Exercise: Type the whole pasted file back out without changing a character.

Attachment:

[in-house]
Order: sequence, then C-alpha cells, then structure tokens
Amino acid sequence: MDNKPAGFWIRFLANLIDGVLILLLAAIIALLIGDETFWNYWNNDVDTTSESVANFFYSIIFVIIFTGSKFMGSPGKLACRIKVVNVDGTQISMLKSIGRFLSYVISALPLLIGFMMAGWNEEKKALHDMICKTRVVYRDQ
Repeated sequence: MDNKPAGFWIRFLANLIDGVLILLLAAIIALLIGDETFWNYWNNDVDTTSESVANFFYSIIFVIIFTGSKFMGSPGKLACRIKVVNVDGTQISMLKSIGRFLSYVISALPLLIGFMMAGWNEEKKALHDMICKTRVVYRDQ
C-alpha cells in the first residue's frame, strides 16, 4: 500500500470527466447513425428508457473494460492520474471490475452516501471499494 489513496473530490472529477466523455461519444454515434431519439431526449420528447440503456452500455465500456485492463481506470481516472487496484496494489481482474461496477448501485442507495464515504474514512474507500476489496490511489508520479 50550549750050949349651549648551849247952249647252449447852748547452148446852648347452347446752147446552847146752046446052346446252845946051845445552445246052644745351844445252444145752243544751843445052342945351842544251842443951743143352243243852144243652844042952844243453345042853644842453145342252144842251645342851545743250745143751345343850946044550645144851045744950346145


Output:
[in-house]
Order: sequence, then C-alpha cells, then structure tokens
Amino acid sequence: MDNKPAGFWIRFLANLIDGVLILLLAAIIALLIGDETFWNYWNNDVDTTSESVANFFYSIIFVIIFTGSKFMGSPGKLACRIKVVNVDGTQISMLKSIGRFLSYVISALPLLIGFMMAGWNEEKKALHDMICKTRVVYRDQ
Repeated sequence: MDNKPAGFWIRFLANLIDGVLILLLAAIIALLIGDETFWNYWNNDVDTTSESVANFFYSIIFVIIFTGSKFMGSPGKLACRIKVVNVDGTQISMLKSIGRFLSYVISALPLLIGFMMAGWNEEKKALHDMICKTRVVYRDQ
C-alpha cells in the first residue's frame, strides 16, 4: 500500500470527466447513425428508457473494460492520474471490475452516501471499494 489513496473530490472529477466523455461519444454515434431519439431526449420528447440503456452500455465500456485492463481506470481516472487496484496494489481482474461496477448501485442507495464515504474514512474507500476489496490511489508520479 50550549750050949349651549648551849247952249647252449447852748547452148446852648347452347446752147446552847146752046446052346446252845946051845445552445246052644745351844445252444145752243544751843445052342945351842544251842443951743143352243243852144243652844042952844243453345042853644842453145342252144842251645342851545743250745143751345343850946044550645144851045744950346145